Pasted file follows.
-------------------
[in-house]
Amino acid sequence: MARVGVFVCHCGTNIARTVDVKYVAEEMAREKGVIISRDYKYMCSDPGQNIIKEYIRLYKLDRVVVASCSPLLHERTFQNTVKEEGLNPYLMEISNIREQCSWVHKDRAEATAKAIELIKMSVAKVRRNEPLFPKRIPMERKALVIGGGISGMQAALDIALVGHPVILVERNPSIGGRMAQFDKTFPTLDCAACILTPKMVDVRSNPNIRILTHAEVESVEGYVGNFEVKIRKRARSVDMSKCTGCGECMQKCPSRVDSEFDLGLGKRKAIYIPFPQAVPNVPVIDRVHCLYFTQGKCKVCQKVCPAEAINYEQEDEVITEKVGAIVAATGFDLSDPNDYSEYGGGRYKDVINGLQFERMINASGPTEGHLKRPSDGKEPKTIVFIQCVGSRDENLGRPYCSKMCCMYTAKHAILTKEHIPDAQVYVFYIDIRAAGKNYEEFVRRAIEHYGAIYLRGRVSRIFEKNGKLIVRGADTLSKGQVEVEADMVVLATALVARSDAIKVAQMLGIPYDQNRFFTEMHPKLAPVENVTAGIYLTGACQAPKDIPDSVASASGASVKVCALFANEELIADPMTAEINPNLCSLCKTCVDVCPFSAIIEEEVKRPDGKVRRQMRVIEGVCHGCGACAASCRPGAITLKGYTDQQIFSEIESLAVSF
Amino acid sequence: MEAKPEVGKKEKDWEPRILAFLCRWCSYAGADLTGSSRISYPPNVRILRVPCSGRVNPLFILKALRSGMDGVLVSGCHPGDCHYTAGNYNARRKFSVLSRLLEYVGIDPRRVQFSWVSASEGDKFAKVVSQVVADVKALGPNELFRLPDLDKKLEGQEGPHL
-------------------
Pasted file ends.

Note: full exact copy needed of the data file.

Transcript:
[in-house]
Amino acid sequence: MARVGVFVCHCGTNIARTVDVKYVAEEMAREKGVIISRDYKYMCSDPGQNIIKEYIRLYKLDRVVVASCSPLLHERTFQNTVKEEGLNPYLMEISNIREQCSWVHKDRAEATAKAIELIKMSVAKVRRNEPLFPKRIPMERKALVIGGGISGMQAALDIALVGHPVILVERNPSIGGRMAQFDKTFPTLDCAACILTPKMVDVRSNPNIRILTHAEVESVEGYVGNFEVKIRKRARSVDMSKCTGCGECMQKCPSRVDSEFDLGLGKRKAIYIPFPQAVPNVPVIDRVHCLYFTQGKCKVCQKVCPAEAINYEQEDEVITEKVGAIVAATGFDLSDPNDYSEYGGGRYKDVINGLQFERMINASGPTEGHLKRPSDGKEPKTIVFIQCVGSRDENLGRPYCSKMCCMYTAKHAILTKEHIPDAQVYVFYIDIRAAGKNYEEFVRRAIEHYGAIYLRGRVSRIFEKNGKLIVRGADTLSKGQVEVEADMVVLATALVARSDAIKVAQMLGIPYDQNRFFTEMHPKLAPVENVTAGIYLTGACQAPKDIPDSVASASGASVKVCALFANEELIADPMTAEINPNLCSLCKTCVDVCPFSAIIEEEVKRPDGKVRRQMRVIEGVCHGCGACAASCRPGAITLKGYTDQQIFSEIESLAVSF
Amino acid sequence: MEAKPEVGKKEKDWEPRILAFLCRWCSYAGADLTGSSRISYPPNVRILRVPCSGRVNPLFILKALRSGMDGVLVSGCHPGDCHYTAGNYNARRKFSVLSRLLEYVGIDPRRVQFSWVSASEGDKFAKVVSQVVADVKALGPNELFRLPDLDKKLEGQEGPHL